#DontCrossTheLine is a new campaign aimed at targeting sexual harassment and misogynistic behaviours on nights out. 

Launched by Hackney Council, Tower Hamlets Council, and the City of London Corporation, with London’s local bars, pubs and nightclubs, it aims to send a clear message to perpetrators of sexual offences that behaviours like unwanted groping, grabbing or touching will not be tolerated. 

Have your say

Views and experiences of local people are essential to the work we do to combat sexual harassment. Share your views on the campaign, an experience you had or what you think local authorities should be doing.

What is sexual harassment?

It’s unwanted behaviour (words or actions) of a sexual nature that could create an intimidating, hostile or degrading environment and make someone feel uncomfortable.

Harassment can be one-off or repeated, targeted at one person or the whole room.

It could look like:

following · staring · leering · inappropriate ‘jokes’ · shaming · creepy comments · flashing · not taking ‘no’ for an answer · comments or actions that target someone’s (actual or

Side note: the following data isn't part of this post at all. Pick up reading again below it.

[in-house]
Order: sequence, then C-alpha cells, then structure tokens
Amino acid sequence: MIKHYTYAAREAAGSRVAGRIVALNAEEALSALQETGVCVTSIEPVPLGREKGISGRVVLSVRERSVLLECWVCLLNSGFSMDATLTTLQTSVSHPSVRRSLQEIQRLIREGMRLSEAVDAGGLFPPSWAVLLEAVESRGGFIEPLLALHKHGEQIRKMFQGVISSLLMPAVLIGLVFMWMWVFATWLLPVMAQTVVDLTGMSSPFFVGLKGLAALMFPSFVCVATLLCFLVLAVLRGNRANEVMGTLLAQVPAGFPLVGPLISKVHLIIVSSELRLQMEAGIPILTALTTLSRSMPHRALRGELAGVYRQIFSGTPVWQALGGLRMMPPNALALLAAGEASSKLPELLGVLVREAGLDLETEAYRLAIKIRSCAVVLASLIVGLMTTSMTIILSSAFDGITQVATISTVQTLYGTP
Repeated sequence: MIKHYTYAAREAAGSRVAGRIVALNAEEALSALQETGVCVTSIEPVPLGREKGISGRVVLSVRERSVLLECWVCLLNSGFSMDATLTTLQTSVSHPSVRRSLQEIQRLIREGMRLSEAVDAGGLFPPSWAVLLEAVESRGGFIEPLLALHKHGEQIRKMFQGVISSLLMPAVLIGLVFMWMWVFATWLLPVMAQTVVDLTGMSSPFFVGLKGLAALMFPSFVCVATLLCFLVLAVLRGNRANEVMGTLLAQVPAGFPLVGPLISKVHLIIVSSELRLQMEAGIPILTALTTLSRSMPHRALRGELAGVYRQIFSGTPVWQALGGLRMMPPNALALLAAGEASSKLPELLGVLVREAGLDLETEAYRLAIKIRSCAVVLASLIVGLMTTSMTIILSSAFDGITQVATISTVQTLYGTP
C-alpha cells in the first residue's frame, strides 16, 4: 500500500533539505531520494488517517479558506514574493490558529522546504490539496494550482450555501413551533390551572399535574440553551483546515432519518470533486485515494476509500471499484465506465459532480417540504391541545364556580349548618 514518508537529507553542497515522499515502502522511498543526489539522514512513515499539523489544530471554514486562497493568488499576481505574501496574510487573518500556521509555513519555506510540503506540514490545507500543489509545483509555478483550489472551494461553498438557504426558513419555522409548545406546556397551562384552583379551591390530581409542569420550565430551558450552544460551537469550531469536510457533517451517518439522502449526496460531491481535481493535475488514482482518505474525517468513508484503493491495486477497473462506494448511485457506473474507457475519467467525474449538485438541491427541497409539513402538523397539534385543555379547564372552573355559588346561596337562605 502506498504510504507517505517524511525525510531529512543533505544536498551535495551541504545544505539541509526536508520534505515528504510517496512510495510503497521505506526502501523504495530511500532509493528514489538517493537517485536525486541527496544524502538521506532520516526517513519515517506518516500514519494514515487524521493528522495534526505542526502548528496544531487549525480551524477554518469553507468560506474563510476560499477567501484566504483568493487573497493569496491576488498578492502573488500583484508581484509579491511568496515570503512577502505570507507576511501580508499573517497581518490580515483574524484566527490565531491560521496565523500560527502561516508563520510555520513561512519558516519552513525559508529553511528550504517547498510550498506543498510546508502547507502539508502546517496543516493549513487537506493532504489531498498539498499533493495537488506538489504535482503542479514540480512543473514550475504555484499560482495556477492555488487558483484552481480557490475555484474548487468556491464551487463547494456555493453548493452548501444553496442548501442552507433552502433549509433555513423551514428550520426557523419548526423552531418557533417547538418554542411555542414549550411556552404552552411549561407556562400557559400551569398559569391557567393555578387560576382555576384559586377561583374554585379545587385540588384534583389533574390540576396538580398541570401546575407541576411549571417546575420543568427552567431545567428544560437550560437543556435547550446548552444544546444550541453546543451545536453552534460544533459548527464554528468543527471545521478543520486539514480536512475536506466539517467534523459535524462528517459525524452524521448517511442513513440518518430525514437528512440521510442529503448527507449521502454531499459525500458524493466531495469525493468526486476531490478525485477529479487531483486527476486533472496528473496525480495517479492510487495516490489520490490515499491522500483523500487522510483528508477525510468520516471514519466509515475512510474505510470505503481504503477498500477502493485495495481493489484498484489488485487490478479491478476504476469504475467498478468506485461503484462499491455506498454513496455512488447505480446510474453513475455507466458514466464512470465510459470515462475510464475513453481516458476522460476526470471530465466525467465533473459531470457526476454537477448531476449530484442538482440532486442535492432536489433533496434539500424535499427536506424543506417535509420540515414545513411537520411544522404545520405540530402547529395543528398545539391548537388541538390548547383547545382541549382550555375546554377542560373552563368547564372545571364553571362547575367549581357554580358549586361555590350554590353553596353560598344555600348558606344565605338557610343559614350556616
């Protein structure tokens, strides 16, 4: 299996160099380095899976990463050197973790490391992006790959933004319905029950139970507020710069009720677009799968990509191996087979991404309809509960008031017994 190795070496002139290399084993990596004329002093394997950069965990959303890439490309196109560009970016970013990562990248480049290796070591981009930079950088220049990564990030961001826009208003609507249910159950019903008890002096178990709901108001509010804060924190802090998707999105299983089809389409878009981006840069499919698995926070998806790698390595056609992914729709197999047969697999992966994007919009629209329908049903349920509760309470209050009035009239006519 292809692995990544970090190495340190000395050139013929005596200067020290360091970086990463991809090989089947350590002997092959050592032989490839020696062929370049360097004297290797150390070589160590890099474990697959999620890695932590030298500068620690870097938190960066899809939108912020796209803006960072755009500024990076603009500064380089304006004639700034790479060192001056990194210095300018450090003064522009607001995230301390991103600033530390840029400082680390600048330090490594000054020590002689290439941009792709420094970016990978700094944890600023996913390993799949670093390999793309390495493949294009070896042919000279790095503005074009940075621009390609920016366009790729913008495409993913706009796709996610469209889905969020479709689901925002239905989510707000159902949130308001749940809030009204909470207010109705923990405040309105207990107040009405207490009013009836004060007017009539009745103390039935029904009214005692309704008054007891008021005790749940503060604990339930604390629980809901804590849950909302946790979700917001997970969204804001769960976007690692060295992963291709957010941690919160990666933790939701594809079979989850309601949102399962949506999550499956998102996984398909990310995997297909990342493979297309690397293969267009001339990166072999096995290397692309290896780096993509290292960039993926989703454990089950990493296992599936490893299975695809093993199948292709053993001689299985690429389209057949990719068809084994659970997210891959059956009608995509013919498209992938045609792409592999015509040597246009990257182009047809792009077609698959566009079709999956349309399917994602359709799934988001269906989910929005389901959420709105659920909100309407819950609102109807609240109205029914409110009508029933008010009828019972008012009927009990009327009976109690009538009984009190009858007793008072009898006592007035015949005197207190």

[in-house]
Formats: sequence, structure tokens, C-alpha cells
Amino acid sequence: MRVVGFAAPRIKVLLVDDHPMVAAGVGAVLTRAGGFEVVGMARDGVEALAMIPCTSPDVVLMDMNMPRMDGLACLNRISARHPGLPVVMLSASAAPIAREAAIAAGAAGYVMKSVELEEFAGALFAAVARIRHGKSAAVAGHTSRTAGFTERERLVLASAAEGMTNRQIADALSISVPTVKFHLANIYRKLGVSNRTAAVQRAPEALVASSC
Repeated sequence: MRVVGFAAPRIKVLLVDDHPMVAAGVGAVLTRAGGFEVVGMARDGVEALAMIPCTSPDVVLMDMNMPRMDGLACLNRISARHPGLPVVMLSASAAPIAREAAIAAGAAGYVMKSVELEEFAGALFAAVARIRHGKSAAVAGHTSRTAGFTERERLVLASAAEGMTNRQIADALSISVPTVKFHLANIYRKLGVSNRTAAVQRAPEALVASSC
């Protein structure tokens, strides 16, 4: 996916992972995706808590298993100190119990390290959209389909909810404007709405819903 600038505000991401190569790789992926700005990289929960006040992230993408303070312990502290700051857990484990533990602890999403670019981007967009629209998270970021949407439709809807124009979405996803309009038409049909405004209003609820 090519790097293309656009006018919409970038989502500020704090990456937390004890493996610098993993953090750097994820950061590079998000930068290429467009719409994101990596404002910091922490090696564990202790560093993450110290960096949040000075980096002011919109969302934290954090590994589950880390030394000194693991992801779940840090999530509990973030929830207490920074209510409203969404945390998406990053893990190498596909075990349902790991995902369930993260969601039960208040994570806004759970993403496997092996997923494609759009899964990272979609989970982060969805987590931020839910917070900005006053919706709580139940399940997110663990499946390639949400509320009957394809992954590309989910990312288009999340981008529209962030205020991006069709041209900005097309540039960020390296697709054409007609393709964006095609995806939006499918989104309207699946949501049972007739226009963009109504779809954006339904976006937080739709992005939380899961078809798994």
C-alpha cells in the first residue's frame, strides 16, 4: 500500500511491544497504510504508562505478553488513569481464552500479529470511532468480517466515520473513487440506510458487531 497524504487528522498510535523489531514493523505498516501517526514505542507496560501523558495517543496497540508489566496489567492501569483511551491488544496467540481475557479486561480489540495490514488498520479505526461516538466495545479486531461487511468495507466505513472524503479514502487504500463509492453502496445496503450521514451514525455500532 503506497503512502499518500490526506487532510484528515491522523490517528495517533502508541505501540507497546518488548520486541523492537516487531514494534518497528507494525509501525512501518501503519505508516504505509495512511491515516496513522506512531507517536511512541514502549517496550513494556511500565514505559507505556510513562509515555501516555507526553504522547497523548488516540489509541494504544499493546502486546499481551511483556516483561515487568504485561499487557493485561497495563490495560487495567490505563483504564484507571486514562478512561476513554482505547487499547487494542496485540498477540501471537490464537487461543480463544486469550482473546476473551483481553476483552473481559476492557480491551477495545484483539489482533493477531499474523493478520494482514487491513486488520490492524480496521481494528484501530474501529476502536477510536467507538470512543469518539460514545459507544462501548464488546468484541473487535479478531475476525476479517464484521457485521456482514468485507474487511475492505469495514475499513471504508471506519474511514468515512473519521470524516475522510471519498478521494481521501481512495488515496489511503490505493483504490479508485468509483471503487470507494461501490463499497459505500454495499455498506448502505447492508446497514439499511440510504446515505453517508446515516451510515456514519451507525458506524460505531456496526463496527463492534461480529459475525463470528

perceived) sexuality · taking photos or buying drinks without consent · predatory behaviour targeting drunk or high people

What is sexual assault?

It’s the sexual touching of one person by another without a reasonable belief in their consent. It might look like groping, grabbing or rubbing up against someone, or touching any part of their body in a sexualised way.

All these behaviours are illegal or unlawful under the Sexual Offences Act 2003, Equality Act 2010 or Public Order Act 1986.

Who does this happen to?

It can happen to anyone, but statistics show that women are the most likely to experience sexual harassment, assault and abuse, along with LGBTQIA+ people. Perpetrators are overwhelmingly most likely to be men. This reality is linked to gender inequality in wider society, and is rooted in power and control, not sex or flirting. The only person responsible for sexual harassment or assault is the person choosing to harass others.

A 2017 YouGov survey showed 63% of women aged 18-24 had been subjected to inappropriate comments, unwanted touching and groping on nights out, as had 26% of men. By challenging
unacceptable behaviour, you are part of the solution.

Consent and the Law

Consent means we give permission or agree to do something. A person can consent when they are free to choose and have the freedom and the capacity to do so. If they’re feeling
threatened, pressured or scared, they’re not really free to choose to do something sexual. If someone is very drunk or drug affected, the law says they may not be capable of giving
consent. Remember: alcohol is the most common drug used in drink spiking.